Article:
In order to add more drama to a series which has been, up until that moment, lighthearted and comedic in nature, a villain (or antagonist of some sort) is introduced and is portrayed as a genuine threat, in contrast to the bumbling and comedic villains the heroes have faced before. The villain's arrival is sudden, and is usually either a totally new character, or a character that has undergone a particularly dramatic FaceHeel Turn.
This villain's arrival is heralded by a sudden downturn in humor (although if the villain is Laughably Evil, expect it to turn into Black Comedy), showing the audience this one means business. In other words, a catalyst for a drastic change in mood toward the dark and dramatic. Some characters may take the story to darker territory without being villainous in the slightest, but this trope is reserved for evil creatures. Grimdark shows and stories that take place in a Crapsack World are much less susceptible to this kind of influence, but even they have exceptions if this villain shifts the story from Black Comedy to being more serious. This isn't only about the character themself, it is also about their relation to the story.
A Knight of Cerebus may be a blatant Hero Killer who poses an actual threat, or even an Invincible Villain. They also tend to be the trigger of The Worf Effect against the hero. They may be the Arch-Enemy as they might have a strong personal tie to the hero or heroes of the work. They are usually distinguished from the other villains as perhaps being worse, stronger, or more personally tied to the protagonists. Sometimes this type of character can be a Complete Monster if they have no redeeming traits and do terrible things by the standards of history in an initially more lighthearted series. Often this character's arrival is a Gut Punch.
Their opposite is the Fun Personified, who may not be able to change the tone as effectively, but still works to prevent things from getting too dark. See also Dead Serious and Not-So-Harmless Villain, when a villain starts as ridiculous but, because of some change from within, ends up becoming this. Compare Shoo Out the Clowns, when the darker tone coincides with decreased screentime for comedic characters.
Remember, Cerebus Syndrome is a prerequisite for this trope. The Knight of Cerebus heralds a long-term tone shift in an episodic work and cannot exist within a single installment. An increase in danger as a conflict escalates is present in almost any story with a villain, and is not automatically notable. Can overlap with Vile Villain, Saccharine Show when the setting itself contrasts heavily with the character's grimness (and that trope may be what you want for a single work).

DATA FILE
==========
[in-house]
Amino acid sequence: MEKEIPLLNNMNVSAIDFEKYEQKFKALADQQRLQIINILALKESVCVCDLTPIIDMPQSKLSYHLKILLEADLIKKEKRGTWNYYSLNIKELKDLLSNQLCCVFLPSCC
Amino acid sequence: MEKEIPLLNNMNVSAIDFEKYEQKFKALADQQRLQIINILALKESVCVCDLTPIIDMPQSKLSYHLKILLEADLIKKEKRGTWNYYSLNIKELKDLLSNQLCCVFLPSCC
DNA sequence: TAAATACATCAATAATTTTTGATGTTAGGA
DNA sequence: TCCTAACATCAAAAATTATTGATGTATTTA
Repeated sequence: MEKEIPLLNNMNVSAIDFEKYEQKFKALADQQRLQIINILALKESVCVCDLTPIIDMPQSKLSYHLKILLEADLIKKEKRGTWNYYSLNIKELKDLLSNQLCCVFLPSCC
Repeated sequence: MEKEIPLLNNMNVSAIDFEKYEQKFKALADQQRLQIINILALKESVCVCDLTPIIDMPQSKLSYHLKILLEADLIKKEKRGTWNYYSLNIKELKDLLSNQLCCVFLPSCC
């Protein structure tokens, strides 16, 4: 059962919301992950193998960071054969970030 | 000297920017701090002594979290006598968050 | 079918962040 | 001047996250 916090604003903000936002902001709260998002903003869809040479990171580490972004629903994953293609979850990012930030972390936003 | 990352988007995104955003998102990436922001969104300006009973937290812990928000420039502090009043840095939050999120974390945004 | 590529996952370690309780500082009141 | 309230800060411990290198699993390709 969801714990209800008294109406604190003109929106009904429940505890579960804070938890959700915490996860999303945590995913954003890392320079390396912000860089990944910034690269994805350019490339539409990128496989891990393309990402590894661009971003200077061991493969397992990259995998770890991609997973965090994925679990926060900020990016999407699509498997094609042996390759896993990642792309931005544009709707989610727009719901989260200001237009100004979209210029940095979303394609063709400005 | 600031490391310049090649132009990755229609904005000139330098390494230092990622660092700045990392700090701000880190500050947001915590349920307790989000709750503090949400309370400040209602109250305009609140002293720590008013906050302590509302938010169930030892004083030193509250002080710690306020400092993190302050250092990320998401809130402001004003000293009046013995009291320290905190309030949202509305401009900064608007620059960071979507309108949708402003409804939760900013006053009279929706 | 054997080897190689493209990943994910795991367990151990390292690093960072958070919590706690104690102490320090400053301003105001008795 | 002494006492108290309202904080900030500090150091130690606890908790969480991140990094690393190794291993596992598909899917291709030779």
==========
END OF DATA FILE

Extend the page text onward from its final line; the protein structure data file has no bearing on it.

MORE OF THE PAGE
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- Reflets d'Acide starts out as a light-hearted Heroic Fantasy parody with no villains beside monsters met by the heroes. Then, we get Alia-Aenor, who double-subverts this trope; when first seen, she appears as an intelligent, humongous black dragon. A few minutes later, she turns out to be a female, whose human form, much to the narrator's dismay, is a beautiful girl with a sweet, girly attitude... then she kills a bunch of thieves trying to rob her with a single spell.
- Shuffle Quest was a generally light-hearted RPG podcast, until a Mad Max-style tyrant named The Ginormous decapitated fan favorite Terok Nor.
- The Adventure Zone has Kravitz, the Grim Reaper, who informs the party that they have all died multiple times. He's rather annoyed about this, but they're incredibly confused, because they absolutely do not remember the incidents he's talking about. It's the first sign that the party aren't being told something very important about the quest that they're on.
- Adventures in Odyssey is largely a realistic show about realistic small-town problems, frequently more comedy than drama. It had a few forays into serious territory early on, whether it was an adaptation of a Bible story or a robbery... but when Dr. Blackgaard showed up, things changed.
- The Cult of Apophis in Yu-Gi-Oh! East Academy presents a very real and significant danger to the heroes; their appearance marks the darkening tone of the RP.
- Doc Scratch somehow got the players of Destroy the Godmodder interested in actually roleplaying. The more he did, the more people began roleplaying.
- Warhammer 40,000 effectively has two in its history.
- The first to appear were the four Chaos Gods. Before they showed up, humanity was more or less kicking ass and taking names. Then the Chaos Gods make their presence known by corrupting Horus, turning half of humanity to their side, nearly wiping out all of Terra, having their new servant Horus cripple The Emperor and indirectly causing the imperium of man to become the Crapsack World it is today. However, this was only in the Horus Heresy, and it only really applied to humanity. After their first defeat, humanity began gaining ground against the forces of Chaos until they downgraded to The Usual Adversaries. Something that The Eldar ALREADY saw them as.
- Then came the Tyranids. In their very first attack, they crippled the most well respected Space Marines in the galaxy. In their second, it took both the Eldar AND Humanity working together just to gain a Pyrrhic Victory over them. And their third assault STILL hasn't been stopped, despite the sacrifice of billions upon billions of humans. Every time a Hive Fleet has appeared, the races of the galaxy have had to cross the Godzilla Threshold in order to stop it. EVERY Hive Fleet is treated as an apocalyptic event for the galaxy and these are just the scouting fleets, the main force isn't even here yet. While every other race has spent millennia fighting over one galaxy, the Tyranids are implied to have consumed multiple ones. This is just their next meal. The Chaos Gods are scared of the Tyranids, because they have the power to completely block out the Warp. And the Tyranids are implied to be running away from something EVEN WORSE.
- Makuta from BIONICLE started out menacing enough, but his constant defeats and failures gradually robbed him of his credibility. After the original head of the Story Team left, the character of Makuta underwent a serious retcon, which resulted in him turning into a calculating mastermind who had planned his victory from the start, turned out to be the Greater-Scope Villain behind a lot of former villains, and by the end of the story arc, ended up winning.